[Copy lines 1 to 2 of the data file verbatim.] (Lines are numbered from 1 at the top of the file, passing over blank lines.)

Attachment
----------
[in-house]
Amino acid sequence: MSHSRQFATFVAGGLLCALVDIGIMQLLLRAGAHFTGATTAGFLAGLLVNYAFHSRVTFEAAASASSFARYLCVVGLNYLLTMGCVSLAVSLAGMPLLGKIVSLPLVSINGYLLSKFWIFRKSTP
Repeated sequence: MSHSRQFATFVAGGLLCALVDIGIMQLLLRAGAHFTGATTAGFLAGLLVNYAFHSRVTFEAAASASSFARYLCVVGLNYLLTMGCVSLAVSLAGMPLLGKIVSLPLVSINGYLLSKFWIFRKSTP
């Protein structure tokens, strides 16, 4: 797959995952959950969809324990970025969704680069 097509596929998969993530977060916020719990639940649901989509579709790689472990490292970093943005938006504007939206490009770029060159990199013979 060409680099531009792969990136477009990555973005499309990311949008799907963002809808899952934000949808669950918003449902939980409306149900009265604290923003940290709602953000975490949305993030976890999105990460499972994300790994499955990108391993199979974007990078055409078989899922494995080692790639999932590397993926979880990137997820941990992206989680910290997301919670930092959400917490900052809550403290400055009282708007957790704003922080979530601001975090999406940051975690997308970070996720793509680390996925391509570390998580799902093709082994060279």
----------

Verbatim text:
[in-house]
Amino acid sequence: MSHSRQFATFVAGGLLCALVDIGIMQLLLRAGAHFTGATTAGFLAGLLVNYAFHSRVTFEAAASASSFARYLCVVGLNYLLTMGCVSLAVSLAGMPLLGKIVSLPLVSINGYLLSKFWIFRKSTP